As the communications industry races toward new technologies like 5G, massive IoT and cloud everywhere, it’s vital that operators make the move from network management to intelligent network automation. Without intelligent automation, networks that already are overwhelmed with the demands of today’s connected world stand absolutely no chance of scaling to the demands of tomorrow’s network.
But how operators make the transition to an automated network management system (NMS) is vitally important, as well. Consider the wide variations required for automating network management systems in just a few scenarios:
- To achieve faster time to market for next-generation services like IoT, an operator wants a network management system that directly enables services based on application requirements and intent, with minimal user intervention.
- To eliminate downtime associated with manual and human discovery of network degradation, an operator needs its NMS to automatically recover from network degradation, as well as variations in network behavior created when adhering to service-level agreements (SLAs).
- To improve operations efficiency and time to market for new services, an operator needs its NMS to automatically interpret network configuration parameters and orchestrate end-to-end networks based on service and application requirements.
Regardless of the application, for automation of NMSes to be effective, the transition has to be made without causing major disruptions to existing operations. As such, operators should consider an overlay-based system that allows for a phased deployment, beginning with current processes and adding automation as required or necessary.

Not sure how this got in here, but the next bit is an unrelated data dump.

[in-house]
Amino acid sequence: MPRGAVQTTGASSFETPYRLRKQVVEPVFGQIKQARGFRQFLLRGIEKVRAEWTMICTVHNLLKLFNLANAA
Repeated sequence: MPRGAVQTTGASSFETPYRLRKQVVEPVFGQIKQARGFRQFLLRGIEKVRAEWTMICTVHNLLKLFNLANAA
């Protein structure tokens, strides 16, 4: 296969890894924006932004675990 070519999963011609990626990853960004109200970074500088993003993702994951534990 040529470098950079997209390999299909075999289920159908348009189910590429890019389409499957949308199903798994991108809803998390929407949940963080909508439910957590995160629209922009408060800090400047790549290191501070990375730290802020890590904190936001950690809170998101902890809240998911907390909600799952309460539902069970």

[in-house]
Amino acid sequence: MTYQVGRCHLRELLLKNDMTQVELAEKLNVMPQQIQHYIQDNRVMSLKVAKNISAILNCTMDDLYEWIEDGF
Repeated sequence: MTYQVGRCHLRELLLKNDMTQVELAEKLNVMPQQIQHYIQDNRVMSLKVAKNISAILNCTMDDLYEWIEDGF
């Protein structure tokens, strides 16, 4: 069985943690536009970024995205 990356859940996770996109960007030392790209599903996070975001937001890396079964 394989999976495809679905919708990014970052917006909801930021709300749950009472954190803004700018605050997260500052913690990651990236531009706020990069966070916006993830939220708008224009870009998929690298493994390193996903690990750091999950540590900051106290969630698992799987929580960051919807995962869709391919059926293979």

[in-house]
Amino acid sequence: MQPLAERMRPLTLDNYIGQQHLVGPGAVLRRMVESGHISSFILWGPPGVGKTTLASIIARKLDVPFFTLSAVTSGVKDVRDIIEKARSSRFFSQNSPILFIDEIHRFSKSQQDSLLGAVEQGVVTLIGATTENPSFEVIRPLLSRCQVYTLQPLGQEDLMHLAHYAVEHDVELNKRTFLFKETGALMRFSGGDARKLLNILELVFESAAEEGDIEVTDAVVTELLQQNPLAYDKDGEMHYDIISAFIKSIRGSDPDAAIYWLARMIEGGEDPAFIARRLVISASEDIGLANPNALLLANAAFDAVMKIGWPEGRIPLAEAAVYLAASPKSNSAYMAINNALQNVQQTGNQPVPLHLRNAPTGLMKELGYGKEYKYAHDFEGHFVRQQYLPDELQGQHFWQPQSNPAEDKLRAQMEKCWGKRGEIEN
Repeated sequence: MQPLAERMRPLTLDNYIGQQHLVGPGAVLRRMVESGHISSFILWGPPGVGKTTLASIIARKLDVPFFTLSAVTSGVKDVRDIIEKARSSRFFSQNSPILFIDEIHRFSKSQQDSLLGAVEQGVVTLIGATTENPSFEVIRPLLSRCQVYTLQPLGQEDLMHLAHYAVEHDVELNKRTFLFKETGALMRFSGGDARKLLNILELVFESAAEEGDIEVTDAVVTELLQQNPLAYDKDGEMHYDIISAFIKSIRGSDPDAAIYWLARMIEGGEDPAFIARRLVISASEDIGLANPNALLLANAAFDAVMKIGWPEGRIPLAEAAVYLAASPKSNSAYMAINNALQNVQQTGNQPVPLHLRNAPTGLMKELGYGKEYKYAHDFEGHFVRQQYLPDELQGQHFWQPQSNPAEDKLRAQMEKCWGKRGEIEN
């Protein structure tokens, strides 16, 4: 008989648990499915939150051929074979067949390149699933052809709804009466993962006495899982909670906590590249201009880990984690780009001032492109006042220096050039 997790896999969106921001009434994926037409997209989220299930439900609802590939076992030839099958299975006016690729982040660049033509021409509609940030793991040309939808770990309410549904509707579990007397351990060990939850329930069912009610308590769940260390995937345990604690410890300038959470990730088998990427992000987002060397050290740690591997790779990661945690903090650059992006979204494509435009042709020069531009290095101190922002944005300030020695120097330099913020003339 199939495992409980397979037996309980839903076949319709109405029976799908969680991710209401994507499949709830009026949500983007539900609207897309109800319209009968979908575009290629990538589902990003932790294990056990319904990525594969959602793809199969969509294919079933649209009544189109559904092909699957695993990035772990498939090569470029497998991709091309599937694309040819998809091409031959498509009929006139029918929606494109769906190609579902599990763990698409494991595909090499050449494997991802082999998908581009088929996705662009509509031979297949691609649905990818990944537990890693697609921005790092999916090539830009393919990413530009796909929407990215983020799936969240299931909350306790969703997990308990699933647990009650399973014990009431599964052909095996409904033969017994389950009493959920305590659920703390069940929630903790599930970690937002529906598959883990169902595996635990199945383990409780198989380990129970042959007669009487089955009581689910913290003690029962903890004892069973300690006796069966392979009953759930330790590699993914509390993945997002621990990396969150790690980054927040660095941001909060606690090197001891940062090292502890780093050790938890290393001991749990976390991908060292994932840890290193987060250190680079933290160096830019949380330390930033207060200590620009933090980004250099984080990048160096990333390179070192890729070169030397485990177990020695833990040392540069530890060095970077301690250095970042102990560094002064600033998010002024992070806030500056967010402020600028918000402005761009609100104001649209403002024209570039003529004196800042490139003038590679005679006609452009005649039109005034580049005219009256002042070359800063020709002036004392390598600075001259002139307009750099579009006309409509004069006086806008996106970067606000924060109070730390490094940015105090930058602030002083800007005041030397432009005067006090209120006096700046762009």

Following this trajectory enables operators to immediately onboard new services as required by customers, consistently meet network performance and SLAs in line with customer commitments and optimize network resources.
How to make the transition
A number of factors should be considered by operators to ensure that existing networks continue to operate effectively during the transition to intelligent network automation. In fact, adding intelligence should always be done in such a way that it complements existing network services and configurations.
For instance, operators should consider how automation will impact all five levels of network management: fault management, configuration, accounting, performance and security (FCAPS). An intelligent NMS overlay system should orchestrate fully with existing FCAPS network management frameworks.
The NMS overlay also should integrate machine learning-based algorithms for internal workflows. The internal workflows can continue to improve their recovery capabilities based on internal network and external events that can help predict potential network degradation, while at the same time providing information to the operator as to steps being taken to recover network performance. Doing so ensures that stakeholders are always aware of what’s happening in the network, automating processes when possible and, ultimately, guaranteeing performance based on SLAs.